Monday, October 20, 2008

Economics in the Musical "Big River"

Last fall when the students of the Upper School at Collegiate (home to the Powell Center for Economic Literacy) did The Music Man for their fall musical, I spent some time on the economics in that play, and managed to pull one economics lesson per day for a week. This year, the students are presenting "Big River", the musical based on Mark Twain's Adventures of Huckleberry Finn. This time, I thought I would try to focus on one concept or idea and try to point different examples of it in the play. This didn't prove to be less challenging or less entertaining. And despite the fact that a warning appears in the opening scene, "Persons attempting to find a motive in this narrative will be prosecuted; persons attempting to find a moral in it will be banished; persons attempting to find a plot in it will be shot. By order of the author. Mark Twain." I pressed on.

The concept that seemed to offer the most interesting opportunity was "productive resources." We know from Powell's Keystone Principles that productive resources are important. There are four types of productive resources: "natural resources" that occur in nature and include things like animals, plants and minerals; "human resources" which include all human effort, whether physical or mental and include all of the skills that humans possess; "capital resources" which includes money, tools or other products held back from consumption for purposes of producing later; and entrepreneurship" which includes the ability to mix and the other resources in new and innovative ways, and taking the risk on providing a good or service.

There are a number of instances where the concept of productive resources is well-illustrated in this musical. Here's how I see them. Please feel free to disagree or add to.

There are a couple hints at productive resources in the number, "Do You Want to Go to Heaven?" The first is the general encouragement to learn to read. Reading is presented as a skill (human resource) that yields benefits - not the least of which is being able to help one get to heaven. But there's also a mention of Judge Thatcher investing money for Huck and Tom Sawyer that yields them "a dollar a day." That’s a good example of capital resources in a productive enterprise.

Huck prepares dinner while his father is railing against the Guv'ment. He rolls fish (natural resources) in cornmeal (natural or capital resources) to cook them.

This scene is opened with the song, "Hand for the Hog". And by the end of the song, we're convinced that the hog is one of the grandest of natural resources regardless of your undertaking. From providing food to being a good pet, you have to give a "hand for the hog." As it turns out, the hog is an important resource to Huck as he tries to fake his own murder so he can run away from his father. Later in Scene V, Huck and Jim pull an old catfish out of the river for dinner. And the catfish (a natural resource) proves to be the source of capital resources (a gold coin), that gets put to use as they provision a raft and set out down the river.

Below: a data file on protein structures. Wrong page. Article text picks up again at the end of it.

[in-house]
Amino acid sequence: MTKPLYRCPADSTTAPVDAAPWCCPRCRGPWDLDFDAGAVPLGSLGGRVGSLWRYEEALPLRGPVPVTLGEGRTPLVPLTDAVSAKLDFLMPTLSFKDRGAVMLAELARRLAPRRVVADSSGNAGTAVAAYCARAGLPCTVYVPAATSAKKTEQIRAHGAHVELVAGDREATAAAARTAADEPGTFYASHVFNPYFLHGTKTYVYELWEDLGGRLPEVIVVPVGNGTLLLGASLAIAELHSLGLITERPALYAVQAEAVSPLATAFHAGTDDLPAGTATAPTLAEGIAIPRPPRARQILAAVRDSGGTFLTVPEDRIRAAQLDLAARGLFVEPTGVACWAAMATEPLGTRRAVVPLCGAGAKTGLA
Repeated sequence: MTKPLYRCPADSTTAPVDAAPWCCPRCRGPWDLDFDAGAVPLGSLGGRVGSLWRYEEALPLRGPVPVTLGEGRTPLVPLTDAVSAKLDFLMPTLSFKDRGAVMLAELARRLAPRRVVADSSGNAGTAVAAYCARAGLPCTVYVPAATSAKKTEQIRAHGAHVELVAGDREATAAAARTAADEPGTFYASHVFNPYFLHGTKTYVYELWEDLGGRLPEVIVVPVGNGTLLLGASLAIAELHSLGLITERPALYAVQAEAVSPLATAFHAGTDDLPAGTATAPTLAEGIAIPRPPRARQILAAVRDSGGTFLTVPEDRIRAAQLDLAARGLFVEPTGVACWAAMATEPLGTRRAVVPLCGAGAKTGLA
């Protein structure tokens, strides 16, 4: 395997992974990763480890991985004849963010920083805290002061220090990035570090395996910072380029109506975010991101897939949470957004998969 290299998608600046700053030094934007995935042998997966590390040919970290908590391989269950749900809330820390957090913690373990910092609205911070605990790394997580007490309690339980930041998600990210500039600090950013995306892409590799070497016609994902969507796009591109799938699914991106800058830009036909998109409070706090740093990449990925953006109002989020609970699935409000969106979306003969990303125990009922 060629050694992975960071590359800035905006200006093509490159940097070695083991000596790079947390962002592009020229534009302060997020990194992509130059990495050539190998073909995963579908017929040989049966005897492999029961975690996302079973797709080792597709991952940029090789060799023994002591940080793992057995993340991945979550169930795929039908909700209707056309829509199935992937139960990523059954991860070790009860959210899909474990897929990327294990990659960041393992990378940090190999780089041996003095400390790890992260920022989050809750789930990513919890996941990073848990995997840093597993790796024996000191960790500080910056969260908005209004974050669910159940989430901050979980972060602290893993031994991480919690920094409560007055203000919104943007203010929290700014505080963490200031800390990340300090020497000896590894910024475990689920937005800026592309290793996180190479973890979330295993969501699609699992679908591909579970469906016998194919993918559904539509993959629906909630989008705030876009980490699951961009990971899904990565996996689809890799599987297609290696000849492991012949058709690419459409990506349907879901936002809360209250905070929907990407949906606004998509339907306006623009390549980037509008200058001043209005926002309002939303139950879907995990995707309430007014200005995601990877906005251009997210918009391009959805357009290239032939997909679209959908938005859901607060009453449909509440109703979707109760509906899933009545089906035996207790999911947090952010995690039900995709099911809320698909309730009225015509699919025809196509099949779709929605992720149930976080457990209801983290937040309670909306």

Jim talks about his dream to get his wife and children out of slavery. He envisions trading his labor (human resources) for cash (capital resources) until he has enough to buy their freedom.

This scene sees Huck and Jim have been joined by a couple of other fellows, who go by the names of Duke and King. They're conmen and actors and proceed to develop a plan (entrepreneurship) to get some money from people in a small town by putting on a show. They use their talents (broadly speaking) and cunning to develop a way to trick some of the inhabitants into paying for the show, but then to bring others with money into the show to see the NONESUCH.

Here we find our small quartet heading past Arkansas and developing another plan to take advantage of their human resources to trick a grieving family out of their inheritance. Through a combination of acting and solid listening, King and Duke pick up enough information to perpetrate the fraud, only to be caught by the untimely arrival of one of the people they are impersonating.

We're almost near the end, and this brings Tom Sawyer into the story. Huck has been passing himself off as Tom for a while since getting rid of King and Duke. However, he's stuck at Tom's uncle's home (who evidently hasn't seen Tom in a while), and he needs to get Jim free. Jim was captured as a runaway and is stuck in the uncle's shed. As it turns out, the real Tom shows up. Tom Sawyer has a penchant for elaborate and risky plans (entrepreneurship) for getting what he wants. His intellect is a human resource. However, it seems that all of his plans are more elaborate than they need to be, calling for all kinds of capital resources (spoons and pie) and even some natural resources (spiders).

The show ends shortly thereafter, with Huck planning to head out to the Western Territories. There may be other examples of productive resources in the play, but just this handful shows how an "economic way of thinking" can provide a new view of a classic and fun piece of theater, and provide a new level of appreciation.

I look forward to your comments.

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